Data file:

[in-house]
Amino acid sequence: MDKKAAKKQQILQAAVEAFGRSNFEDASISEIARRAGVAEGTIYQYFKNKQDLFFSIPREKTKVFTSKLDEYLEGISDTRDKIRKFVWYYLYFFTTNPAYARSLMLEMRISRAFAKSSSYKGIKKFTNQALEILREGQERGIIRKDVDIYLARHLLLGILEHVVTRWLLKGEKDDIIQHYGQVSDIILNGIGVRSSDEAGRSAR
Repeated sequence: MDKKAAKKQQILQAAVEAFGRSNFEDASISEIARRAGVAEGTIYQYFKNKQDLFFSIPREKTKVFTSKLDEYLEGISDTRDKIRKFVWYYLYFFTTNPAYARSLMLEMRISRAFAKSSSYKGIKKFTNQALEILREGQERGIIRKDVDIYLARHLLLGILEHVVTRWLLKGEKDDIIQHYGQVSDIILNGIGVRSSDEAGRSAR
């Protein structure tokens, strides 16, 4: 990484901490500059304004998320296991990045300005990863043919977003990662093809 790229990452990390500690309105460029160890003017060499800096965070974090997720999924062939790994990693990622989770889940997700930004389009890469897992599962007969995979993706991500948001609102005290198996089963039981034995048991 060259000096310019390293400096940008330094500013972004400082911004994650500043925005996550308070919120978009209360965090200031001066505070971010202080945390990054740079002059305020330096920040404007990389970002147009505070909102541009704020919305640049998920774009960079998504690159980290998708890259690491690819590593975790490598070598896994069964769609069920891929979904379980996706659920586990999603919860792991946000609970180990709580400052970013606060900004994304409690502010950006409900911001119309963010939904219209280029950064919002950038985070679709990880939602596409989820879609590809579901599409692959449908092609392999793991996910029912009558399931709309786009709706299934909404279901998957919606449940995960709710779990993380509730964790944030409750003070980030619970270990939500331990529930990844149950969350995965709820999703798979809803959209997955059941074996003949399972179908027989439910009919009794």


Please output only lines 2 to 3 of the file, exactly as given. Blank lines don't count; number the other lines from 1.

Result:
Amino acid sequence: MDKKAAKKQQILQAAVEAFGRSNFEDASISEIARRAGVAEGTIYQYFKNKQDLFFSIPREKTKVFTSKLDEYLEGISDTRDKIRKFVWYYLYFFTTNPAYARSLMLEMRISRAFAKSSSYKGIKKFTNQALEILREGQERGIIRKDVDIYLARHLLLGILEHVVTRWLLKGEKDDIIQHYGQVSDIILNGIGVRSSDEAGRSAR
Repeated sequence: MDKKAAKKQQILQAAVEAFGRSNFEDASISEIARRAGVAEGTIYQYFKNKQDLFFSIPREKTKVFTSKLDEYLEGISDTRDKIRKFVWYYLYFFTTNPAYARSLMLEMRISRAFAKSSSYKGIKKFTNQALEILREGQERGIIRKDVDIYLARHLLLGILEHVVTRWLLKGEKDDIIQHYGQVSDIILNGIGVRSSDEAGRSAR